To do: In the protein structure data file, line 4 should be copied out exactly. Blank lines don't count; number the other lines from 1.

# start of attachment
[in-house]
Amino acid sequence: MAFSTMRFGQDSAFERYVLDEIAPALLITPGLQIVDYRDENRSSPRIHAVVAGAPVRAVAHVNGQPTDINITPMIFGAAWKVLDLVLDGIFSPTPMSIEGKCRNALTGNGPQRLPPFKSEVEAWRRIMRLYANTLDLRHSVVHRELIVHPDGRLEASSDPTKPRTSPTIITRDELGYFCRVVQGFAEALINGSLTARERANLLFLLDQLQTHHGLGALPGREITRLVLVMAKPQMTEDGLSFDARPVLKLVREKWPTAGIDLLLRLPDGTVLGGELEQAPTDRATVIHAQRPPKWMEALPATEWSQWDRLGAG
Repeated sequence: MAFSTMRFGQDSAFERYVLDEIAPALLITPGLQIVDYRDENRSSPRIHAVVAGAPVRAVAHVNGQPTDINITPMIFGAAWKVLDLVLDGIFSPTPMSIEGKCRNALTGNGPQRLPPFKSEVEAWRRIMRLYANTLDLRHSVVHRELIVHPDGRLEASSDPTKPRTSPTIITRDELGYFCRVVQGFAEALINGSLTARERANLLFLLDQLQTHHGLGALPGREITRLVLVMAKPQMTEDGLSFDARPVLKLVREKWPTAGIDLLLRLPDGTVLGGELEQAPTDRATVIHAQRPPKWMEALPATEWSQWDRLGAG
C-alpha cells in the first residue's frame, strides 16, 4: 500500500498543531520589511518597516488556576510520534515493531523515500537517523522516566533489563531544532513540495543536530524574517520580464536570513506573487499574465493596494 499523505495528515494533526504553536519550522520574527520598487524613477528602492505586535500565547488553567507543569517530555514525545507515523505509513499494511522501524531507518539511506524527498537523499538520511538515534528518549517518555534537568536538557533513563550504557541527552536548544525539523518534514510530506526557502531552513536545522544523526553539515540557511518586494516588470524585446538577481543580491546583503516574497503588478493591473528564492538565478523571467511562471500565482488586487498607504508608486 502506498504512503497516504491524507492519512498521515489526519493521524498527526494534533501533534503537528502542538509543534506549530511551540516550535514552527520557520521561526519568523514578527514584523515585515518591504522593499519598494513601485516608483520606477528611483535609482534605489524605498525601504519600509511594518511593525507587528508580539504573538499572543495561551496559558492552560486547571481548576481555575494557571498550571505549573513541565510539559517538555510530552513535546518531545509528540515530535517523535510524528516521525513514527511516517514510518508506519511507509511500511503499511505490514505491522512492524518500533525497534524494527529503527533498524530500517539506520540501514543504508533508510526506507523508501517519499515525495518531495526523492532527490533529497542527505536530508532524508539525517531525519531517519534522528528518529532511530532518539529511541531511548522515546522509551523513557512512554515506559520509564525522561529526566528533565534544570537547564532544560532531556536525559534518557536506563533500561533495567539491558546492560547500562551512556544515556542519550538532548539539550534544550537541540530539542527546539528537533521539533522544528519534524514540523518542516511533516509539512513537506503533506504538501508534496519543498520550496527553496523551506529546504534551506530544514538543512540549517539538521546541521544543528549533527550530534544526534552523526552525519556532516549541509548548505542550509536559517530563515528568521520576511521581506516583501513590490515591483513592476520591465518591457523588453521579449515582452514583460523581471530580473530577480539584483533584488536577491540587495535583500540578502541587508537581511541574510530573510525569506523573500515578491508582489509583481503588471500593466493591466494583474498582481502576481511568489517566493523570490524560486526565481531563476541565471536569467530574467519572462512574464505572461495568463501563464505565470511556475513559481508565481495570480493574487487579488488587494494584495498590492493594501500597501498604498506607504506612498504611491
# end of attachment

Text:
C-alpha cells in the first residue's frame, strides 16, 4: 500500500498543531520589511518597516488556576510520534515493531523515500537517523522516566533489563531544532513540495543536530524574517520580464536570513506573487499574465493596494 499523505495528515494533526504553536519550522520574527520598487524613477528602492505586535500565547488553567507543569517530555514525545507515523505509513499494511522501524531507518539511506524527498537523499538520511538515534528518549517518555534537568536538557533513563550504557541527552536548544525539523518534514510530506526557502531552513536545522544523526553539515540557511518586494516588470524585446538577481543580491546583503516574497503588478493591473528564492538565478523571467511562471500565482488586487498607504508608486 502506498504512503497516504491524507492519512498521515489526519493521524498527526494534533501533534503537528502542538509543534506549530511551540516550535514552527520557520521561526519568523514578527514584523515585515518591504522593499519598494513601485516608483520606477528611483535609482534605489524605498525601504519600509511594518511593525507587528508580539504573538499572543495561551496559558492552560486547571481548576481555575494557571498550571505549573513541565510539559517538555510530552513535546518531545509528540515530535517523535510524528516521525513514527511516517514510518508506519511507509511500511503499511505490514505491522512492524518500533525497534524494527529503527533498524530500517539506520540501514543504508533508510526506507523508501517519499515525495518531495526523492532527490533529497542527505536530508532524508539525517531525519531517519534522528528518529532511530532518539529511541531511548522515546522509551523513557512512554515506559520509564525522561529526566528533565534544570537547564532544560532531556536525559534518557536506563533500561533495567539491558546492560547500562551512556544515556542519550538532548539539550534544550537541540530539542527546539528537533521539533522544528519534524514540523518542516511533516509539512513537506503533506504538501508534496519543498520550496527553496523551506529546504534551506530544514538543512540549517539538521546541521544543528549533527550530534544526534552523526552525519556532516549541509548548505542550509536559517530563515528568521520576511521581506516583501513590490515591483513592476520591465518591457523588453521579449515582452514583460523581471530580473530577480539584483533584488536577491540587495535583500540578502541587508537581511541574510530573510525569506523573500515578491508582489509583481503588471500593466493591466494583474498582481502576481511568489517566493523570490524560486526565481531563476541565471536569467530574467519572462512574464505572461495568463501563464505565470511556475513559481508565481495570480493574487487579488488587494494584495498590492493594501500597501498604498506607504506612498504611491